man SELinux, semanage, and restorecon

man SELinux, semanage, and restorecon

selinux(8)            SELinux Command Line documentation            selinux(8)

       selinux - NSA Security-Enhanced Linux (SELinux)

       NSA  Security-Enhanced Linux (SELinux) is an implementation of a flexi-
       ble mandatory access control architecture in the Linux  operating  sys-
       tem.   The  SELinux  architecture  provides  general  support  for  the
       enforcement of many kinds of mandatory access control policies, includ-
       ing  those  based  on  the  concepts  of Type Enforcement®, Role- Based
       Access Control, and Multi-Level Security.  Background  information  and
       technical    documentation    about    SELinux    can   be   found   at

       The /etc/selinux/config configuration file controls whether SELinux  is
       enabled  or  disabled, and if enabled, whether SELinux operates in per-
       missive mode or enforcing mode.  The SELINUX variable may be set to any
       one  of  disabled,  permissive,  or  enforcing  to  select one of these
       options.  The disabled option completely disables  the  SELinux  kernel
       and  application  code,  leaving the system running without any SELinux
       protection.  The permissive option enables the SELinux code, but causes
       it  to  operate in a mode where accesses that would be denied by policy
       are permitted but audited.  The enforcing option  enables  the  SELinux
       code  and causes it to enforce access denials as well as auditing them.
       Permissive mode may yield a different set  of  denials  than  enforcing
       mode,  both  because enforcing mode will prevent an operation from pro-
       ceeding past the first denial and because some  application  code  will
       fall back to a less privileged mode of operation if denied access.

       The /etc/selinux/config configuration file also controls what policy is
       active on the system.  SELinux  allows  for  multiple  policies  to  be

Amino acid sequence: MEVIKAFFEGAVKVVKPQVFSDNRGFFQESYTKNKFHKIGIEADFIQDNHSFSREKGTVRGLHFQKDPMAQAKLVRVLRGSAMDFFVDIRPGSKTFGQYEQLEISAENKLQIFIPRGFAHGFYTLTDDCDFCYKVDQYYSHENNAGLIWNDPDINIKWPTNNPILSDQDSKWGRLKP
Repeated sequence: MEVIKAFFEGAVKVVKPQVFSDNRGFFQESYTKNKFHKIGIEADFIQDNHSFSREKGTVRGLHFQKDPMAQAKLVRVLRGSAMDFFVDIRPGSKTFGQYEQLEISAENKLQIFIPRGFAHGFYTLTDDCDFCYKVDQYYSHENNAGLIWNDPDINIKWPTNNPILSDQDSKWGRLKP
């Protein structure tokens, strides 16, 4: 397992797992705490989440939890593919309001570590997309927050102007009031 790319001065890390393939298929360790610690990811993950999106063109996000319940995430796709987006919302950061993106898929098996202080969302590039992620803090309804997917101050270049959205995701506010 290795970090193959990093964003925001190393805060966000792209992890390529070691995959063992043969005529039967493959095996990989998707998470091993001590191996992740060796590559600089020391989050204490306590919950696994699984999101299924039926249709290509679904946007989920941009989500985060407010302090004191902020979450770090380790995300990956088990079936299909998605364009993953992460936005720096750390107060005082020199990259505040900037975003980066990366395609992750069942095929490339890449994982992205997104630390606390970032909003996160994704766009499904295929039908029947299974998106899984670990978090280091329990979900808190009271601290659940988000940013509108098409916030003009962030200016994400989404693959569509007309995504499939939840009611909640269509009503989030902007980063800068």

installed on the system, but only one policy may be active at any given
       time.  At present, two kinds of  SELinux  policy  exist:  targeted  and
       strict.   The  targeted  policy is designed as a policy where most pro-
       cesses operate without restrictions, and  only  specific  services  are
       placed  into distinct security domains that are confined by the policy.
       For example, the user would run in a completely unconfined domain while
       the  named  daemon or apache daemon would run in a specific domain tai-
       lored to its operation.  The strict policy  is  designed  as  a  policy
       where  all processes are partitioned into fine-grained security domains
       and confined by policy.  It is anticipated in  the  future  that  other
       policies  will  be created (Multi-Level Security for example).  You can
       define which policy you will run by setting the SELINUXTYPE environment
       variable within /etc/selinux/config.  The corresponding policy configu-
       ration   for   each   such   policy   must   be   installed   in    the
       /etc/selinux/SELINUXTYPE/ directories.

       A given SELinux policy can be customized further based on a set of com-
       pile-time tunable options and a set of runtime policy  booleans.   sys-
       tem-config-securitylevel  allows  customization  of  these booleans and